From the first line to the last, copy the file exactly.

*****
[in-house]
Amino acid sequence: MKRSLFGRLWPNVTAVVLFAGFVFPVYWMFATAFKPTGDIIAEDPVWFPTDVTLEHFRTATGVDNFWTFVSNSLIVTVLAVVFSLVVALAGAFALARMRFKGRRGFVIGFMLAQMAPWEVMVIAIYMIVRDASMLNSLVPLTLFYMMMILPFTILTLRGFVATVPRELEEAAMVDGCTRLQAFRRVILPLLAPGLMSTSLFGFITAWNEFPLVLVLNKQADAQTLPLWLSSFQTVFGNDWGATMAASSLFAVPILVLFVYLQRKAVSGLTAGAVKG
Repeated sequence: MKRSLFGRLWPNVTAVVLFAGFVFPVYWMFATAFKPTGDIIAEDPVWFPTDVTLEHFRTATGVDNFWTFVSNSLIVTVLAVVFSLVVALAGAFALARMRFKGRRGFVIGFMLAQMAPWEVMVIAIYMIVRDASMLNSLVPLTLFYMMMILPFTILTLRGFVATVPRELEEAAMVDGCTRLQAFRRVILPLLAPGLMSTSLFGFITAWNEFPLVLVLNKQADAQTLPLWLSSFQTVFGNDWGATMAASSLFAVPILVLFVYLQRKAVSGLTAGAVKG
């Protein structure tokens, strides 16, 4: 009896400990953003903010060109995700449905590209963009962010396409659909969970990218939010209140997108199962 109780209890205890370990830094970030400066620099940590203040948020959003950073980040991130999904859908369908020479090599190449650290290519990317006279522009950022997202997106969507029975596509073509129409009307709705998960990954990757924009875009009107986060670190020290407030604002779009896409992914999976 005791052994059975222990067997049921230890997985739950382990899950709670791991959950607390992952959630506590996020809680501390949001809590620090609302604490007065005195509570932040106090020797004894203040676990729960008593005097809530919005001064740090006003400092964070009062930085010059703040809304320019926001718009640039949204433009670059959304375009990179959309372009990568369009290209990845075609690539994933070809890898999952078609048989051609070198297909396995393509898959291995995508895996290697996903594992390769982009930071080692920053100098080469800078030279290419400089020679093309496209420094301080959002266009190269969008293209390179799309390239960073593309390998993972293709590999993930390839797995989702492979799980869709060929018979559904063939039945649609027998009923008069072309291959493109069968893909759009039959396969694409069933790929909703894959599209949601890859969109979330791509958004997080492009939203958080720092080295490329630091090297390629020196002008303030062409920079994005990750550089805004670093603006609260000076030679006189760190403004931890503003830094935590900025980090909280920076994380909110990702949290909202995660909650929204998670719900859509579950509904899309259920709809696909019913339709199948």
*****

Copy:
[in-house]
Amino acid sequence: MKRSLFGRLWPNVTAVVLFAGFVFPVYWMFATAFKPTGDIIAEDPVWFPTDVTLEHFRTATGVDNFWTFVSNSLIVTVLAVVFSLVVALAGAFALARMRFKGRRGFVIGFMLAQMAPWEVMVIAIYMIVRDASMLNSLVPLTLFYMMMILPFTILTLRGFVATVPRELEEAAMVDGCTRLQAFRRVILPLLAPGLMSTSLFGFITAWNEFPLVLVLNKQADAQTLPLWLSSFQTVFGNDWGATMAASSLFAVPILVLFVYLQRKAVSGLTAGAVKG
Repeated sequence: MKRSLFGRLWPNVTAVVLFAGFVFPVYWMFATAFKPTGDIIAEDPVWFPTDVTLEHFRTATGVDNFWTFVSNSLIVTVLAVVFSLVVALAGAFALARMRFKGRRGFVIGFMLAQMAPWEVMVIAIYMIVRDASMLNSLVPLTLFYMMMILPFTILTLRGFVATVPRELEEAAMVDGCTRLQAFRRVILPLLAPGLMSTSLFGFITAWNEFPLVLVLNKQADAQTLPLWLSSFQTVFGNDWGATMAASSLFAVPILVLFVYLQRKAVSGLTAGAVKG
């Protein structure tokens, strides 16, 4: 009896400990953003903010060109995700449905590209963009962010396409659909969970990218939010209140997108199962 109780209890205890370990830094970030400066620099940590203040948020959003950073980040991130999904859908369908020479090599190449650290290519990317006279522009950022997202997106969507029975596509073509129409009307709705998960990954990757924009875009009107986060670190020290407030604002779009896409992914999976 005791052994059975222990067997049921230890997985739950382990899950709670791991959950607390992952959630506590996020809680501390949001809590620090609302604490007065005195509570932040106090020797004894203040676990729960008593005097809530919005001064740090006003400092964070009062930085010059703040809304320019926001718009640039949204433009670059959304375009990179959309372009990568369009290209990845075609690539994933070809890898999952078609048989051609070198297909396995393509898959291995995508895996290697996903594992390769982009930071080692920053100098080469800078030279290419400089020679093309496209420094301080959002266009190269969008293209390179799309390239960073593309390998993972293709590999993930390839797995989702492979799980869709060929018979559904063939039945649609027998009923008069072309291959493109069968893909759009039959396969694409069933790929909703894959599209949601890859969109979330791509958004997080492009939203958080720092080295490329630091090297390629020196002008303030062409920079994005990750550089805004670093603006609260000076030679006189760190403004931890503003830094935590900025980090909280920076994380909110990702949290909202995660909650929204998670719900859509579950509904899309259920709809696909019913339709199948």